The Catalyst 6500 Series switch showed how the CAM table behaved during the period of one DLSw+ Ethernet Redundancy router becoming unavailable. First, the switch was correctly populated, with 3660-0001 on port 3/1 and 3660-0002 on port 3/3:
Then the 3661-1 router was reloaded, and the CAM entries to this router were deleted (for both real and virtual addresses):VOIP-6509-2 (enable) sh cam dyn2002 Jul 30 06:17:37 %PAGP-5-PORTFROMSTP:Port 3/1 left bridge port 3/1
When the master DLSw+ Ethernet Redundancy router took ownership of the MAC address and started responding to the Test frames from the SNA generator, the CAM table was subsequently updated as follows:
Note that the virtual MAC addresses were in their bit-swapped format and would be 0000.3660.0001 and 0000.3660.0002, respectively.
The following configurations are samples of those used in the mapping resources design:
Although this configuration is preferred by Cisco, very few customers actually deploy it. The main reason is because it requires them to perform some widescale changes. For example, when two DLSw+ Ethernet Redundancy routers are in operation, 50 percent of the SNA clients target one, and 50 percent target the other, contributing to large resource overhead. At a time when many customers are considering migrating away from traditional SNA technology to IP-based applications, the topology may be seen as an interim methodology with huge overhead associated. Alternatively, or additionally, it is likely that customers would have to change the MAC address on their FEP or CIP connections, which again could be considered as administrative overhead.
Adding Hub Technology
As can be seen from the DLSw+ Ethernet Redundancy configurations that do not use the mappings (that is, the full or partial mesh designs), the major restriction is the fact that the CAM table allows only one entry for the destination MAC address, which causes problems with load balancing. However, by placing a passive hub between the Catalyst 6500 Series switches and DLSw+ routers, the CAM table will contain one entry for the destination MAC address, and this resolves the issue of wanting to learn duplicate MAC addresses on the same switch.
Figure 5 shows the topology for DLSw+ Ethernet Redundancy configured with a passive hub.
Figure 5 DLSw+ Ethernet Redundancy with Hub Design
All caches were cleared and the DLSw+ circuits reset. The following output could be seen on the DLSw+ master router when all the normal reachability information had been populated:Jul 23 15:07:12.926: DLSW-ER:Et2/0:dm_action_j: Rcvd IW <- 0000.6c06.0080 0000.6c04.0000:4 0000.6c04.0200:18
In the previous output, two IWANTIT messages were received by the DLSw+ master router, the first one (IW Pending) was generated by itself, and the second was coming from the slave router (Rcvd IW). The master router made a decision and sent a CT (Circuit Taken) message back to the slave as follows:
This process occurred for all the circuits, where the master made a decision on each based on current number of circuits and reachability. A final check of the contents of the circuit cache on the master was detailed as follows:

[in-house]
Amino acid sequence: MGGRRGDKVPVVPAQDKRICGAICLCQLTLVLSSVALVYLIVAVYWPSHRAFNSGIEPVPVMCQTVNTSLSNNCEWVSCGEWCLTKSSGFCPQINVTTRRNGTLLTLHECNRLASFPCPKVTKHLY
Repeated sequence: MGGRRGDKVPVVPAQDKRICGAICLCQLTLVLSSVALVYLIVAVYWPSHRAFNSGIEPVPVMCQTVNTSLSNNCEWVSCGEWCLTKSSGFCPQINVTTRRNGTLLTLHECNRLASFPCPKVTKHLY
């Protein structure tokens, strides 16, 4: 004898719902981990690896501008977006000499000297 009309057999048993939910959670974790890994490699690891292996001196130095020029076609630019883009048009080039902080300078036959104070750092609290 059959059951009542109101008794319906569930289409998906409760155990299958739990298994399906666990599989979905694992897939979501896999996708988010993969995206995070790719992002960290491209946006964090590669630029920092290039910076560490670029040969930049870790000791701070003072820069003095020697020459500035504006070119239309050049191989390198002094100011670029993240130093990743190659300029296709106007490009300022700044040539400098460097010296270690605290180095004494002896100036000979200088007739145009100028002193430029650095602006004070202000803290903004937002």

The CAM table entry always pointed to the port where the hub resided (3/7), so there was no issue with any aging timers and so on:
There are many advantages to this implementation. For example, configuration is greatly simplified, which is a key consideration, and the design provides the ability to perform perfect load balancing. However, it does mean that passive hubs need to be placed between the Catalyst 6500 Series switches and DLSw+ routers, which results in additional cost. Also, the hub creates a single point of failure. To address this issue, hubs could be daisy-chained, so that the destination MAC address would be available via more than one port again, subsequently bringing spanning tree into operation. In this case, some delay may occur while spanning tree converges.
Cisco would prefer that customers move to a configuration with mappings, because this design provides effective (controlled and accurate) load balancing and fault tolerance. However, this choice might entail a large project, particularly if a customer is already on the verge or going through the process of migrating to IP-based SNA applications (via TN3270, HPR/IP, and so on). Changing many MAC address configurations on all SNA clients is a large task, particularly if it is an interim, short-term requirement.
The alternatives described in this document all have caveats. The full and partial mesh designs have issues associated with the CAM table, although the full mesh solution provides load balancing across the remote peers. The hub solution could be considered a step backward, but it resolves the load balancing issue and simplifies the configuration. It also adds a single point of failure into the equation.
Cisco Advanced Services would lean toward either the full-mesh solution or the hub solution, if the mapping of resources design is considered inappropriate. Either technique would be acceptable to most customers' end goal, which is to perform reasonable load balancing across the DLSw+ topology.
Cisco IOS Release 12.2 mainline is the software version associated with DLSw+ Ethernet Redundancy. Although the train is reaching a reasonable level of maturity for these technologies, it should be regularly monitored for new defects.
Finally, all the tests were performed in a controlled laboratory environment with basic routing configurations and Cisco IOS Release 12.2(10a). The SNA traffic generation was performed by a utility in the Cisco IOS Software called Downstream Physical Unit (DSPU) and emulates a PU 2 to host LLC2 session, providing the opportunity to observe circuits across DLSw+.
Appendix A: Configurations-Session Generators
For the standard tests, the initiator configuration was consistent. For the test with the mappings, the MAC addresses were changed to target the bit-swapped logical MAC address on each of the DLSw+ Ethernet Redundancy routers:
The host configuration was as follows: